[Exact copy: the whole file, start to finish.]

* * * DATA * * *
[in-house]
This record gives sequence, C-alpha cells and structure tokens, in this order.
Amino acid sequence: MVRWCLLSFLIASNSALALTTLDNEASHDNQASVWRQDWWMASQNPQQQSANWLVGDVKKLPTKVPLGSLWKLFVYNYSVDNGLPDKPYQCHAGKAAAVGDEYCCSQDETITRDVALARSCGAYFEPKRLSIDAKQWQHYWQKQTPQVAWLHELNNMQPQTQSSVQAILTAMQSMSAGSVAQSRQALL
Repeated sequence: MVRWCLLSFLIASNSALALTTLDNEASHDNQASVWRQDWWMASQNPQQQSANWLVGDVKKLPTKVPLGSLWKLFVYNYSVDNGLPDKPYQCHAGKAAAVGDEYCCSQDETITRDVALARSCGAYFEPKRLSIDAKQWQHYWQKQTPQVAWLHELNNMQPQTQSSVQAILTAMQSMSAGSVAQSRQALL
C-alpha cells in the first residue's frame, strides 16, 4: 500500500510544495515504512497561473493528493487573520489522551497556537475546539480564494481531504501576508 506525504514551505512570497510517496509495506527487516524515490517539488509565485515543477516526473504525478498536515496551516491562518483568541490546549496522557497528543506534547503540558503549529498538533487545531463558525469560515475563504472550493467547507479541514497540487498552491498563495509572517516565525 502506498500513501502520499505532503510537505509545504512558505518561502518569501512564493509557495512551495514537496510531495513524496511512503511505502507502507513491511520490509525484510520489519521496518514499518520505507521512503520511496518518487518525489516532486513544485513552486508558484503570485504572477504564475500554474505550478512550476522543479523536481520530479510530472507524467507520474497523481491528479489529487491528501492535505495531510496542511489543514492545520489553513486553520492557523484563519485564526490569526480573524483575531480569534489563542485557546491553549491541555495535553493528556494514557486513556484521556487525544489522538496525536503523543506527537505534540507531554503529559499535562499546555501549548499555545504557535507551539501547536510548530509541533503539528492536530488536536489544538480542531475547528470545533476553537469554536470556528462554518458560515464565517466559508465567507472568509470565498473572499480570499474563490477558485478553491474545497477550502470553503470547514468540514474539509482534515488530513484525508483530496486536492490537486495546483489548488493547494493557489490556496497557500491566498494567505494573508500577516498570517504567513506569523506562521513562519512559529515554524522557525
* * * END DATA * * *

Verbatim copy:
[in-house]
This record gives sequence, C-alpha cells and structure tokens, in this order.
Amino acid sequence: MVRWCLLSFLIASNSALALTTLDNEASHDNQASVWRQDWWMASQNPQQQSANWLVGDVKKLPTKVPLGSLWKLFVYNYSVDNGLPDKPYQCHAGKAAAVGDEYCCSQDETITRDVALARSCGAYFEPKRLSIDAKQWQHYWQKQTPQVAWLHELNNMQPQTQSSVQAILTAMQSMSAGSVAQSRQALL
Repeated sequence: MVRWCLLSFLIASNSALALTTLDNEASHDNQASVWRQDWWMASQNPQQQSANWLVGDVKKLPTKVPLGSLWKLFVYNYSVDNGLPDKPYQCHAGKAAAVGDEYCCSQDETITRDVALARSCGAYFEPKRLSIDAKQWQHYWQKQTPQVAWLHELNNMQPQTQSSVQAILTAMQSMSAGSVAQSRQALL
C-alpha cells in the first residue's frame, strides 16, 4: 500500500510544495515504512497561473493528493487573520489522551497556537475546539480564494481531504501576508 506525504514551505512570497510517496509495506527487516524515490517539488509565485515543477516526473504525478498536515496551516491562518483568541490546549496522557497528543506534547503540558503549529498538533487545531463558525469560515475563504472550493467547507479541514497540487498552491498563495509572517516565525 502506498500513501502520499505532503510537505509545504512558505518561502518569501512564493509557495512551495514537496510531495513524496511512503511505502507502507513491511520490509525484510520489519521496518514499518520505507521512503520511496518518487518525489516532486513544485513552486508558484503570485504572477504564475500554474505550478512550476522543479523536481520530479510530472507524467507520474497523481491528479489529487491528501492535505495531510496542511489543514492545520489553513486553520492557523484563519485564526490569526480573524483575531480569534489563542485557546491553549491541555495535553493528556494514557486513556484521556487525544489522538496525536503523543506527537505534540507531554503529559499535562499546555501549548499555545504557535507551539501547536510548530509541533503539528492536530488536536489544538480542531475547528470545533476553537469554536470556528462554518458560515464565517466559508465567507472568509470565498473572499480570499474563490477558485478553491474545497477550502470553503470547514468540514474539509482534515488530513484525508483530496486536492490537486495546483489548488493547494493557489490556496497557500491566498494567505494573508500577516498570517504567513506569523506562521513562519512559529515554524522557525